Login : Advocate | Client
Home Post Your Case My Account Law College Law Library

Report No. 11

62. Section 19.-

We have replaced section 19 and the first part of section 21 by a comprehensive provision,1 in the light of section 10 of the Bills of Exchange Act, including the various circumstances in which an instrument is payable on demand.

1. See section 14, App I.

63. We have also engrafted a new provision1 following section 36(3) of the English Act, to explain when an instrument payable on demand shall be deemed to be overdue, for reasons already explained.

1. See Section 5, App I.

64. As stated before, we have added another new provision1 to explain what is meant by "payable at a determinable future time".

1. See section 17, App I.

65. There is no provision in our Act relating to ante-dating and post-dating as in section 13(2) of the English Act. But notwithstanding the absence of such a provision, the Privy Council, in the Bank of Baroda case,1 held that post-dated cheques are not invalid. The practice of ante-dating and post-dating cheques seems to be prevalent in this country, as in other countries, though there is no statutory recognition of such practice in India. One of the Chambers of Commerce has suggested that we should make a provision treating such instruments as valid. We have thought it necessary to give statutory recognition to the practice by inserting a section2 on the lines of section 13(2) of the Bills of Exchange Act. But even in England, ante-dating may amount to forgery where the object is to defraud a third party.3 We have, accordingly, improved upon the English provision by adding that an ante-dated or post-dated instrument will not be valid where it is done for an illegal or fraudulent purpose.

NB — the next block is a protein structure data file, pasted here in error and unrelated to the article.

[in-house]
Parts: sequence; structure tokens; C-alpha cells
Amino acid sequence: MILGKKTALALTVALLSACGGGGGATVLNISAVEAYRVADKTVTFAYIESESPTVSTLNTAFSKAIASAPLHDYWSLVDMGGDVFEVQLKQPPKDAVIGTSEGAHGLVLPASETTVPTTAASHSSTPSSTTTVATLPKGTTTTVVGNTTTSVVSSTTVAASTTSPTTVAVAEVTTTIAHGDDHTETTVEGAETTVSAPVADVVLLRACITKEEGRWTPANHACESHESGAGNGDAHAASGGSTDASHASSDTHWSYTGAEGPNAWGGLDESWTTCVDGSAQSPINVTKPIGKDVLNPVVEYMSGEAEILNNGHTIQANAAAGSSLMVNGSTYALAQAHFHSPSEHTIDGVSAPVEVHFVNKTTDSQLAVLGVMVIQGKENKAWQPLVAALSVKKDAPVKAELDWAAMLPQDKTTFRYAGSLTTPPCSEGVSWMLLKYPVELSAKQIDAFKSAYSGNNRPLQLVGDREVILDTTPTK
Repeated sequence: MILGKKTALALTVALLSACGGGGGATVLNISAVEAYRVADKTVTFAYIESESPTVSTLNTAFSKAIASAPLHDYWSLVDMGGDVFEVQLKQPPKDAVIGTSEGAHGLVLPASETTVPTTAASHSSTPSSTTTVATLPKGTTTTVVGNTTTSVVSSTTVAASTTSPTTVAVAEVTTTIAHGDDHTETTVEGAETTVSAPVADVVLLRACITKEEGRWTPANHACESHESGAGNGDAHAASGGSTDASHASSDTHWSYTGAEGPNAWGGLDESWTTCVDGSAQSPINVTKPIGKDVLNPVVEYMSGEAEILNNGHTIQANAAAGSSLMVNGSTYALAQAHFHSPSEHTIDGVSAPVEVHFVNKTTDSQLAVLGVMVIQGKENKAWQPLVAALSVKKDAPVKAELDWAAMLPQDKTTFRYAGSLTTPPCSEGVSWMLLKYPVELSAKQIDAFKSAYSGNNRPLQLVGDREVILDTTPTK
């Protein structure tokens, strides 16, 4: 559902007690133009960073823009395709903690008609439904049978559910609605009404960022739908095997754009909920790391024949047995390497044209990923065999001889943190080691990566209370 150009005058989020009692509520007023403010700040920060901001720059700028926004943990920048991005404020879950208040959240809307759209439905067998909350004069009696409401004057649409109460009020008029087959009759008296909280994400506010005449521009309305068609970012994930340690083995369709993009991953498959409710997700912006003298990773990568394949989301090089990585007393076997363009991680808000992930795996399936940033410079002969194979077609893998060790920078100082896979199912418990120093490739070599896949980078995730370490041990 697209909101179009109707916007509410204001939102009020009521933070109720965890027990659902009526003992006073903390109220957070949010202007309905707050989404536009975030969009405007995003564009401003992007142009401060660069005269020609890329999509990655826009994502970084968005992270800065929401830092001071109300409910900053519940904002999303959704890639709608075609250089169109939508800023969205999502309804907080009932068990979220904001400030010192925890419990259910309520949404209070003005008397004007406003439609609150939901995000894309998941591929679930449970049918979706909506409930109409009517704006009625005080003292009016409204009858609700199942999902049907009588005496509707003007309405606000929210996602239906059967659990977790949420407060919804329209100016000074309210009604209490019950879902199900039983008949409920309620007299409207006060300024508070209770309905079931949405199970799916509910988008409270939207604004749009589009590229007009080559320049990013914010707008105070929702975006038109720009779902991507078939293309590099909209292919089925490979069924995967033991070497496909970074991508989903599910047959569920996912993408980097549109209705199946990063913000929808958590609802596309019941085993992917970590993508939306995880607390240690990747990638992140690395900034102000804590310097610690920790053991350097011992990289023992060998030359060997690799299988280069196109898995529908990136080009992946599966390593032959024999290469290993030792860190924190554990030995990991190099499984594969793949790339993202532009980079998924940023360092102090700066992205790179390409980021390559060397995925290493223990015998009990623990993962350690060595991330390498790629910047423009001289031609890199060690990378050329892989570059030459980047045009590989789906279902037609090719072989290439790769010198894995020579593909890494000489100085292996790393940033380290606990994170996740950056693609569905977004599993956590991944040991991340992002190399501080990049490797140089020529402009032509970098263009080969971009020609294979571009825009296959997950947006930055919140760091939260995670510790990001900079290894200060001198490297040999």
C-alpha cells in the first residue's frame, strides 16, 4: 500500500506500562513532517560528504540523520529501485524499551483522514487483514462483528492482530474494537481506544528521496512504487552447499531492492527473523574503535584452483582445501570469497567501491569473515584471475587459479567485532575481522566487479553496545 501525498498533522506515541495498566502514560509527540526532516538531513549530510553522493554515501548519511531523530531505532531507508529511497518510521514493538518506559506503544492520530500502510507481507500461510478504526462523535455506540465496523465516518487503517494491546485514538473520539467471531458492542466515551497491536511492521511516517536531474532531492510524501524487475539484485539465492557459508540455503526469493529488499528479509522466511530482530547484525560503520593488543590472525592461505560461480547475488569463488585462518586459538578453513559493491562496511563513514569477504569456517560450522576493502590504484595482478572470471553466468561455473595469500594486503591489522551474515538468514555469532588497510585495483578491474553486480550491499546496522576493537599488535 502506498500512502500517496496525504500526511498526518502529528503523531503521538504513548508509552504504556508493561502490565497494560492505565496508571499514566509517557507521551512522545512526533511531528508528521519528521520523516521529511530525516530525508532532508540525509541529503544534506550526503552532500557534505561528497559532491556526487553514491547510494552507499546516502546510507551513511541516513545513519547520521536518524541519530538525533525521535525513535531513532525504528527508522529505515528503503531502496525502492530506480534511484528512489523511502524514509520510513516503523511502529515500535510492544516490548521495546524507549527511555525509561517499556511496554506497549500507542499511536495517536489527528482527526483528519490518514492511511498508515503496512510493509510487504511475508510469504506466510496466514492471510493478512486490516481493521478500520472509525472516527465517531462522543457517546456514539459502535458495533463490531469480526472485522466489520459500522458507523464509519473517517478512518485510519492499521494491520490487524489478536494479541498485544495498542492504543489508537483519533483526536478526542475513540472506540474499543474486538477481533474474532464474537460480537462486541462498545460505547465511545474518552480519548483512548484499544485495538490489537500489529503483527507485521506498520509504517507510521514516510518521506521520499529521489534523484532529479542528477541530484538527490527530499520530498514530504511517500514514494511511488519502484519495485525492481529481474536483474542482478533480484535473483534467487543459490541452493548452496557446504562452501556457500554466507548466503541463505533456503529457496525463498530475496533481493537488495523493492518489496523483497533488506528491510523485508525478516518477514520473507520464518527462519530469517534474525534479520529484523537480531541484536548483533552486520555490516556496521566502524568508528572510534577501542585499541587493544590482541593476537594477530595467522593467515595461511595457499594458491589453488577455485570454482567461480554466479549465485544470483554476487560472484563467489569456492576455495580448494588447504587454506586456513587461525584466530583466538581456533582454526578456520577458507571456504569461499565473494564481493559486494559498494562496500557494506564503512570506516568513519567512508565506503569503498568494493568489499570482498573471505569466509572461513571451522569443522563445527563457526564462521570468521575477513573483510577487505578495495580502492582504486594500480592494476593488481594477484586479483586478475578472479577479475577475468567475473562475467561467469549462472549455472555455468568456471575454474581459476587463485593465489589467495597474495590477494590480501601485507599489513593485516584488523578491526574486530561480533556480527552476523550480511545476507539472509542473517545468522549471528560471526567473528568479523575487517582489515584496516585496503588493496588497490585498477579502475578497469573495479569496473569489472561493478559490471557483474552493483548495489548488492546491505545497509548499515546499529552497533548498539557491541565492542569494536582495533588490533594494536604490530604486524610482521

1. Bank of Baroda Ltd. v. Punjab National Bank Ltd., AIR 1944 PC 58.

Negotiable Instruments Act, 1881 Back

Client Area | Advocate Area | Blogs | About Us | User Agreement | Privacy Policy | Advertise | Media Coverage | Contact Us | Site Map
powered and driven by neosys